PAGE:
This article for teachers suggests ideas for activities built around 10 and 2010.
These pictures were made by starting with a square, finding the
half-way point on each side and joining those points up. You could
investigate your own starting shape.
How many ways can you find of tiling the square patio, using square
tiles of different sizes?
What is the largest number of circles we can fit into the frame
without them overlapping? How do you know? What will happen if you
try the other shapes?
Ana and Ross looked in a trunk in the attic. They found old cloaks
and gowns, hats and masks. How many possible costumes could they
Investigate how this pattern of squares continues. You could
measure lengths, areas and angles.
You cannot choose a selection of ice cream flavours that includes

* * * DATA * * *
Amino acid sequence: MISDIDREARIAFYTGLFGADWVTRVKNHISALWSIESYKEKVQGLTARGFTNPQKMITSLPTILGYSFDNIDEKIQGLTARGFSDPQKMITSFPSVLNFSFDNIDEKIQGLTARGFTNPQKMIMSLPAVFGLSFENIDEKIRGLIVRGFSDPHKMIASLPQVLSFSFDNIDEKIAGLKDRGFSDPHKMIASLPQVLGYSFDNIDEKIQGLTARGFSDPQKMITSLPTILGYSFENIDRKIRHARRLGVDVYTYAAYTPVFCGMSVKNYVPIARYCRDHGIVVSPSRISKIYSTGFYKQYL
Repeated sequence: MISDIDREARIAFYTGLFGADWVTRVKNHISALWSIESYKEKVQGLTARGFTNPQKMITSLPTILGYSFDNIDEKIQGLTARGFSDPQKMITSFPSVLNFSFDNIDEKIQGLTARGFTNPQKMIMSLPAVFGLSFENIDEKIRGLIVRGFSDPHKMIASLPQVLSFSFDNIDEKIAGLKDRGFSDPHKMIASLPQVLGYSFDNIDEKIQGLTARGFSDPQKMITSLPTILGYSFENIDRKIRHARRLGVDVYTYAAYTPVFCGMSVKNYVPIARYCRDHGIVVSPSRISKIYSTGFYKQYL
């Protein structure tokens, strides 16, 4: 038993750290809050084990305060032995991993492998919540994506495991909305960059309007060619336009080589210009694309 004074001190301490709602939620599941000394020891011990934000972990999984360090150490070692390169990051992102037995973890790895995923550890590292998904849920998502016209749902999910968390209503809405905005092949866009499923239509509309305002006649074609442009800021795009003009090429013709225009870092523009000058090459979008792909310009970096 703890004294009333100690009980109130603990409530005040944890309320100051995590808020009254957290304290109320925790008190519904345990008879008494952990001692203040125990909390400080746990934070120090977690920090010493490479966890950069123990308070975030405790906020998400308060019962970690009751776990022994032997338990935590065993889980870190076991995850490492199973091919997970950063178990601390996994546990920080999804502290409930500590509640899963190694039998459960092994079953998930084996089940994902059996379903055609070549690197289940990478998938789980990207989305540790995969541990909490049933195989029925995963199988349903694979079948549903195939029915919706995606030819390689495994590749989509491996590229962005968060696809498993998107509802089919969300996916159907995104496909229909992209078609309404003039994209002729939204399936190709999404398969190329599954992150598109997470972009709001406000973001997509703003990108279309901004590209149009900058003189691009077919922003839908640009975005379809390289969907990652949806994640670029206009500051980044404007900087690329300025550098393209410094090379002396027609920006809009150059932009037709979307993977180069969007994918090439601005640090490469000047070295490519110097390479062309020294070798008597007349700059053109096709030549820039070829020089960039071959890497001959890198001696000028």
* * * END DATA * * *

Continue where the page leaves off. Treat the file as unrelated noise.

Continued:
totally what someone has already chosen. Have a go and find all the
different ways in which seven children can have ice cream.
When newspaper pages get separated at home we have to try to sort
them out and get things in the correct order. How many ways can we
arrange these pages so that the numbering may be different?
I cut this square into two different shapes. What can you say about
the relationship between them?
If we had 16 light bars which digital numbers could we make? How
will you know you've found them all?
What happens to the area of a square if you double the length of
the sides? Try the same thing with rectangles, diamonds and other
shapes. How do the four smaller ones fit into the larger one?
Use the interactivity to find all the different right-angled
triangles you can make by just moving one corner of the starting
Investigate the different ways these aliens count in this
challenge. You could start by thinking about how each of them would
write our number 7.
What do these two triangles have in common? How are they related?
What is the smallest number of tiles needed to tile this patio? Can
you investigate patios of different sizes?
Place the 16 different combinations of cup/saucer in this 4 by 4
arrangement so that no row or column contains more than one cup or
saucer of the same colour.
Start with four numbers at the corners of a square and put the